By Evelyn Leopold
UNITED NATIONS (Reuters) - Key U.N. Security Council members agreed informally on Thursday on a resolution demanding Iran suspend nuclear enrichment and reprocessing work and threatening to consider sanctions if it refuses, diplomats said.
The draft text must first be approved by governments of the five Security Council members with veto power -- the United States, Britain, France, Russia and China -- as well as Germany, a European negotiator on the Iran controversy.
Western countries, which have been haggling with Russia and China on a text over the past two weeks, were optimistic of a deal a week ago only to see the talks drag on.
But on Thursday, two diplomats close to the negotiations told Reuters there was "provisional agreement" among the six. If true, a vote could be scheduled for Monday after the full Security Council receives the draft.
Still, China's U.N. ambassador, Wang Guangya, expressed frustration earlier on Thursday with U.S. delays and its watering down of a council statement on the deaths of four U.N. peacekeepers in Lebanon, one of whom was Chinese.
He said difficulties remained on the Iran resolution because "not all members share the same view."
Tehran has vigorously objected to the resolution and says its nuclear activities are to produce electrical power only. It has also indicated it might withdraw from the nuclear Non-Proliferation Treaty, if the resolution were adopted.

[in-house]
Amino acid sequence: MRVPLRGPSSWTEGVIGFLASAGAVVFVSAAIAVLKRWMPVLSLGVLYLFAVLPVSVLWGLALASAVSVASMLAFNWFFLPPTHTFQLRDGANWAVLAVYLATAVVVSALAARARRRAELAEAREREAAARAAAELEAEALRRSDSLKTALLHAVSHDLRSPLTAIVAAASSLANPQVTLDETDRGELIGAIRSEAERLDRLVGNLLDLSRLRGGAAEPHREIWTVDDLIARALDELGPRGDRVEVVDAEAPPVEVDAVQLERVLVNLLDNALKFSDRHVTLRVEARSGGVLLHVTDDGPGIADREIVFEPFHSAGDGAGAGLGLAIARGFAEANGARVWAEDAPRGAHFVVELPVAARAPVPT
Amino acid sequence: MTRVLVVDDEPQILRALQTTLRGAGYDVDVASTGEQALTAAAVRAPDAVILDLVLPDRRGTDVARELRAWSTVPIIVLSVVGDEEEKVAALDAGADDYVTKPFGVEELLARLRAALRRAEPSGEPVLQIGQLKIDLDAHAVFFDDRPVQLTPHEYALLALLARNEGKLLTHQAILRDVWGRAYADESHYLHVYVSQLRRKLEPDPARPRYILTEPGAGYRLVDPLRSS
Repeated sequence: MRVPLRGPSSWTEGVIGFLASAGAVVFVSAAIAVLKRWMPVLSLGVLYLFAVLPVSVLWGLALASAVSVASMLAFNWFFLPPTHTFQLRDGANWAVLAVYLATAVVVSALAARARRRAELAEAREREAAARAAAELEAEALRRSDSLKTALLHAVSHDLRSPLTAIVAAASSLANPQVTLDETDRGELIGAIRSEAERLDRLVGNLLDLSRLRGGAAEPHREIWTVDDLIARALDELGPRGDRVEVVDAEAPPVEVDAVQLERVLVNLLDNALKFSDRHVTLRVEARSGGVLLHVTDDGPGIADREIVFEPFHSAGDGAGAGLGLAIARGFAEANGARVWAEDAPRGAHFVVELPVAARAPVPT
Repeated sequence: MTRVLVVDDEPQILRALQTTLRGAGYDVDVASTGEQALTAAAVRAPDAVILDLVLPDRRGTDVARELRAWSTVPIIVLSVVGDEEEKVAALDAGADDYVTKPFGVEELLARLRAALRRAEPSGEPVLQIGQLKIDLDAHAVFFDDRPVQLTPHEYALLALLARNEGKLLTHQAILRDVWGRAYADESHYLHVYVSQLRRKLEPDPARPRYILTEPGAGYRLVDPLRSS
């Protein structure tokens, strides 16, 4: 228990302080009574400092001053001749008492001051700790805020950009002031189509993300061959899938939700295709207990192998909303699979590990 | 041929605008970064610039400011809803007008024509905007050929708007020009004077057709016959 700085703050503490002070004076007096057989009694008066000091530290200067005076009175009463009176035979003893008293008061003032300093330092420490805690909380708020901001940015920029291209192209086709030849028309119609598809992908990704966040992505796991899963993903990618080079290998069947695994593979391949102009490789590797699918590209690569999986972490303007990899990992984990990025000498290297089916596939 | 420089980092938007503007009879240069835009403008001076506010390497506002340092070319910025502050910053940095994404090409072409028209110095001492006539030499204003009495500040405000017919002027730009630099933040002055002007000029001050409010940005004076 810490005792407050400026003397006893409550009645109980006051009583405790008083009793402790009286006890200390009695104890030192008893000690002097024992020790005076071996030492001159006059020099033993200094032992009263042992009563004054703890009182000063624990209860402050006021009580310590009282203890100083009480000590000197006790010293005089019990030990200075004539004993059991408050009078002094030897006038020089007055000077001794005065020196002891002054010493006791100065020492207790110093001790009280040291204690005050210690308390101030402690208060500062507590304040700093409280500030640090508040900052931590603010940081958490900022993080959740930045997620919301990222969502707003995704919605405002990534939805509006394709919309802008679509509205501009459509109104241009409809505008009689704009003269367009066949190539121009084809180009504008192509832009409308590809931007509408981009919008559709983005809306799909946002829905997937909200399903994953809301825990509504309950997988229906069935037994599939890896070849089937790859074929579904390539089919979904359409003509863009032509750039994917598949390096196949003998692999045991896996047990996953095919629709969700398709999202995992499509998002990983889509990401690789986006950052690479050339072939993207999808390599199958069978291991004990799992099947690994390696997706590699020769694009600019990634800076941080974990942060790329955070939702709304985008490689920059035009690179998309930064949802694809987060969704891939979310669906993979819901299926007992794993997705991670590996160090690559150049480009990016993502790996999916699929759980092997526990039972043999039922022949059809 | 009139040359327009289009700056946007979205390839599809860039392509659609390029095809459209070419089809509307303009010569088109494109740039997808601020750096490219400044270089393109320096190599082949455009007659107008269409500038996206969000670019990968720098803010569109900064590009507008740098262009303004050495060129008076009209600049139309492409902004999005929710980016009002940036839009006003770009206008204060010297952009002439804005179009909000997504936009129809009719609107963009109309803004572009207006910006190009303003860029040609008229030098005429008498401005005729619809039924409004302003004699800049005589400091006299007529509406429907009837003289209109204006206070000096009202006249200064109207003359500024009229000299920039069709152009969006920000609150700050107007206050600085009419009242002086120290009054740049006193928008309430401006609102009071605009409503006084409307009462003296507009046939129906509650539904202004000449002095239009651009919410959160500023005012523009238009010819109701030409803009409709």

The draft is expected to demand Iran suspend all uranium enrichment-related and plutonium reprocessing activities as well as the construction of a heavy-water reactor.
It says that if Iran does not comply with the resolution, the council would consider measures under Article 41 of Chapter 7 of the U.N. Charter, which relates to economic and diplomatic sanctions. But it excludes military force.
The date set for compliance is expected to be August 31.
The latest draft is under Chapter 7 of the U.N. Charter, Article 40, which says the council, before taking any action, can call on the those concerned to "comply with such provisional measures as it deems necessary."
Chapter 7 makes a resolution mandatory and provides options for enforcement.
Originally, the Western drafters, who fear Iran's nuclear activity is a cover for bomb-making, also wanted a reference to Article 39 in Chapter 7 that refers to threats to international peace and security.
At a July 12 meeting in Paris, all six countries agreed Iran had given no indication it would engage seriously on a commercial and technological incentive package offered by major powers in early June, and referred the issue to the council.
Iran is building a heavy-water nuclear reactor at Arak, 120 miles southwest of Tehran. Western nations are concerned the plant's plutonium by-product could be used to produce nuclear warheads.